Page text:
Puyo Puyo games are simple puzzle games that require the player to rotate falling pairs of objects to build combos of four or more of the same color. If the objects aren’t matched, they stack up and if they reach the top, the game is over. As the levels progress, players must rotate the pairs more quickly in order to survive, as the speed at which the pairs drop increases.
One commercially successful example of a Puyo Puyo game that I played as a child is Sega’s Dr. Robotnik’s Mean Bean Machine. The final level is depicted below, so you can get an idea of the gameplay.
The final level from Sega’s Dr. Robotnik’s Mean Bean Machine
Needless to say, earlier levels “train” the player’s reflexes to be able to respond to and rotate the pairs fast enough to succeed in later levels. In the end, the player must respond almost instinctively in order to win.
One of the skills that are essential to success in STEM fields are visual-spatial skills. Sheryl Sorby’s research on building spatial skills suggest that most people believe they initially have poor spatial skills, but that they can be brought up to speed and trained fairly quickly via a training course (Sorby 2009).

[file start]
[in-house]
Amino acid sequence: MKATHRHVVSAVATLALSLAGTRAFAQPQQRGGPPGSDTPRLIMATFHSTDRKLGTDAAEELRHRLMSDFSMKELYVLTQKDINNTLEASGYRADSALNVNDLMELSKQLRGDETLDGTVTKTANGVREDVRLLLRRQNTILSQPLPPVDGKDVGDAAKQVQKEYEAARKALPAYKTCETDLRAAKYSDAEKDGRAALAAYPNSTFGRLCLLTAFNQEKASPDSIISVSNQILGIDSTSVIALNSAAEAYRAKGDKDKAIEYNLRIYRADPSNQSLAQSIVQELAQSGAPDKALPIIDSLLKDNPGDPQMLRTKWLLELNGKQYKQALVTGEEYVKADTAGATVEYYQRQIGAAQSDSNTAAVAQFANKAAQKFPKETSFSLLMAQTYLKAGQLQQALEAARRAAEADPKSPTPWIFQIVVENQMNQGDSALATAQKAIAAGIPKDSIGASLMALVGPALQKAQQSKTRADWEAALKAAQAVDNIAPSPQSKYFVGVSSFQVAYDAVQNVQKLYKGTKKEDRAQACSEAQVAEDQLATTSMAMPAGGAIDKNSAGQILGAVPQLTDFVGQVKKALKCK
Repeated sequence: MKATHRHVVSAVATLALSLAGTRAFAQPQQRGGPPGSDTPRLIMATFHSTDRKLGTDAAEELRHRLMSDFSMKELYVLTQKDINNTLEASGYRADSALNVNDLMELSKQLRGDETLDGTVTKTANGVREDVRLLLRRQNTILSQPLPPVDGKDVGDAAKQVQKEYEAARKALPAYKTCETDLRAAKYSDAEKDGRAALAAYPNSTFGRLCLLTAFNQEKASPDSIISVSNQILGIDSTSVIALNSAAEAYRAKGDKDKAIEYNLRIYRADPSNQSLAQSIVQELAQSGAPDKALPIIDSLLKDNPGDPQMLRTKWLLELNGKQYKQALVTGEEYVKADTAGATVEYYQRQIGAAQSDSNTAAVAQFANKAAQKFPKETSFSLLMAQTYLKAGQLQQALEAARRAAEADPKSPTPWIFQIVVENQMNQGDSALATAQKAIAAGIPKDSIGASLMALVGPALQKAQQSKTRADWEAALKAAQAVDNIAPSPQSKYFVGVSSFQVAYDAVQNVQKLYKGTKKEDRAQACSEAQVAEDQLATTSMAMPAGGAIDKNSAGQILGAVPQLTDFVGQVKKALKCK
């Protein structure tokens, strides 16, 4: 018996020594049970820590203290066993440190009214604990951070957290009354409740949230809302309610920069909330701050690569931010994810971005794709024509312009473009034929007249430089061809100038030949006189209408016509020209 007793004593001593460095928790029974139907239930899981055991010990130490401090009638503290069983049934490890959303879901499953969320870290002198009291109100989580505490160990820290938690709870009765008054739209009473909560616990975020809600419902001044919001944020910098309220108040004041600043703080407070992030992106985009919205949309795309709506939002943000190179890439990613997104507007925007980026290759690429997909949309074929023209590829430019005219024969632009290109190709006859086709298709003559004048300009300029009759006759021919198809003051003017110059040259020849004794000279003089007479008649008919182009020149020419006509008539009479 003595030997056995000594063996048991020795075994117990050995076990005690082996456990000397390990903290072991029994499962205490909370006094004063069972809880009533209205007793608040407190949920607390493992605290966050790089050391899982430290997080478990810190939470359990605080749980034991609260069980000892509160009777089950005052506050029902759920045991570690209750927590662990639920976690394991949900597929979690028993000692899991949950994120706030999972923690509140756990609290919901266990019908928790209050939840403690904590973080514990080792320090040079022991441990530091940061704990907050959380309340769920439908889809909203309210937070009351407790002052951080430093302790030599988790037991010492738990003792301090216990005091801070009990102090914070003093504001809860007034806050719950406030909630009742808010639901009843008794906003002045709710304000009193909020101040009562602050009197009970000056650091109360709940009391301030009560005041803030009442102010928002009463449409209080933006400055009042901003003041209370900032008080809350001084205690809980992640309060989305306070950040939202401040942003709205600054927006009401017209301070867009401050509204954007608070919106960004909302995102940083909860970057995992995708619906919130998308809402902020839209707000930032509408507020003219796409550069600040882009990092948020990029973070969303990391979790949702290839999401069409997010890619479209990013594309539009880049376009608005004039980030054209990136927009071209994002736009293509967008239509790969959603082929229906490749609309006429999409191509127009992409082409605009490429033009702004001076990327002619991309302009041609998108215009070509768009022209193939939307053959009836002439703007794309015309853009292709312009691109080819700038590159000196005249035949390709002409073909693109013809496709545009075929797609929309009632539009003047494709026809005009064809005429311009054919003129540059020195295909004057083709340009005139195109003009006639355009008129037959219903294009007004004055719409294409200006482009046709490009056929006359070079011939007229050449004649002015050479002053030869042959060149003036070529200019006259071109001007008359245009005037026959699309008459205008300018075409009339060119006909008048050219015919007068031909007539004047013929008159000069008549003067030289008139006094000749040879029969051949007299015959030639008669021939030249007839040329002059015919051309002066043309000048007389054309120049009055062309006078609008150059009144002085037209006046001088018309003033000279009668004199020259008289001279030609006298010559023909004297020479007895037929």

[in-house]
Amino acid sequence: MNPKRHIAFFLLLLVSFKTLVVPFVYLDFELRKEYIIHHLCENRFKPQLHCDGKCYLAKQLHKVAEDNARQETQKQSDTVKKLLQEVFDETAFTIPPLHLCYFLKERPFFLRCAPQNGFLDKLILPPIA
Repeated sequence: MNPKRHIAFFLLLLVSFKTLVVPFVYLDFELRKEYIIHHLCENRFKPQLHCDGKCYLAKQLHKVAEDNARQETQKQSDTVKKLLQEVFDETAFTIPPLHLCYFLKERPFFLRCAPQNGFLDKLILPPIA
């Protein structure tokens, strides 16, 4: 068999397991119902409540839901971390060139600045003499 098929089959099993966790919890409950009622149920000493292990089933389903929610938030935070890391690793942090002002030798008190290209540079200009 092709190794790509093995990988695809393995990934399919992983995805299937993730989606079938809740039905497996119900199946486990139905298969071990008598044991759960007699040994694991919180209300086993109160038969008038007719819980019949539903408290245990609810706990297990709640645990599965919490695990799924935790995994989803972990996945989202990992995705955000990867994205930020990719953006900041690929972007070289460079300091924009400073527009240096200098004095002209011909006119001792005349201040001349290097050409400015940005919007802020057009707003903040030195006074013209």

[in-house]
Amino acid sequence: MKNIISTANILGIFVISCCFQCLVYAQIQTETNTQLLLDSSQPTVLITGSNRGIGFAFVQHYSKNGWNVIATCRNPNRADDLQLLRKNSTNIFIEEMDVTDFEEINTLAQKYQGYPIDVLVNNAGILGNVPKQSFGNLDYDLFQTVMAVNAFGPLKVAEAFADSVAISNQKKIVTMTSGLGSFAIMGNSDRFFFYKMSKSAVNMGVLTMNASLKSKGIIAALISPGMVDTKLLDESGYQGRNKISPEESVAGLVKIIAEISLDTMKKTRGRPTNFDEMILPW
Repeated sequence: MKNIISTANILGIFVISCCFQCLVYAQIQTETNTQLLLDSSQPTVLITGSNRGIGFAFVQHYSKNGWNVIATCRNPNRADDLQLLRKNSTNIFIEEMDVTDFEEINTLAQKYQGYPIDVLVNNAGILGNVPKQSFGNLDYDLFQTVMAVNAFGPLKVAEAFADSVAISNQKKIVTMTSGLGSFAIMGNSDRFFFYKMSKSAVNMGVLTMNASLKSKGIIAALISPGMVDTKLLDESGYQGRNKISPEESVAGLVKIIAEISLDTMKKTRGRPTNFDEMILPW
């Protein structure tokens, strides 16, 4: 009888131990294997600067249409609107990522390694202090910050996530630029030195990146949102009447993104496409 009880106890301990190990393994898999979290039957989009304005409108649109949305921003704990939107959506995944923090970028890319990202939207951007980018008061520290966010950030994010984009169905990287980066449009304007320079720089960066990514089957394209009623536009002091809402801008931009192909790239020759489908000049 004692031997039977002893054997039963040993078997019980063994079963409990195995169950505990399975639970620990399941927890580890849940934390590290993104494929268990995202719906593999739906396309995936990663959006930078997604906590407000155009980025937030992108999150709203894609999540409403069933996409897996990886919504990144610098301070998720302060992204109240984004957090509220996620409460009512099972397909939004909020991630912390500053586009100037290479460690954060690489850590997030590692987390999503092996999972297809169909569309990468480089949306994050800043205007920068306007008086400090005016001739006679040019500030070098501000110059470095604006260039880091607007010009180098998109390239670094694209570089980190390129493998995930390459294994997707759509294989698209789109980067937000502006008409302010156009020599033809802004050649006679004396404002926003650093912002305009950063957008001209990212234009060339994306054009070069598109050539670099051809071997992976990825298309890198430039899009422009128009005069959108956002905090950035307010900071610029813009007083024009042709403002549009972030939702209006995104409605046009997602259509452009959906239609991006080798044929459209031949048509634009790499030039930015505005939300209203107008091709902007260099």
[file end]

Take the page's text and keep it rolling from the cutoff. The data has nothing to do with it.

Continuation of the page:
I wonder if there is any correlation between people who played and succeeded at games like Puyo Puyo, which require extremely dextrous spatial reflexes at later levels, and their spatial reasoning skills later in life. If so, is it possible that these games could be modded to include a third plane of rotation (i.e. forward/backward) in addition to the traditional 2D rotation required to succeed? How would this impact players’ spatial reasoning? Could they also incorporate examples from spatial reasoning tests in order to familiarize players with these exercises and build their confidence within a game, instead of a course?
I can’t say for certain that these correlations exist, but it’d make for an interesting approach to our NSF project.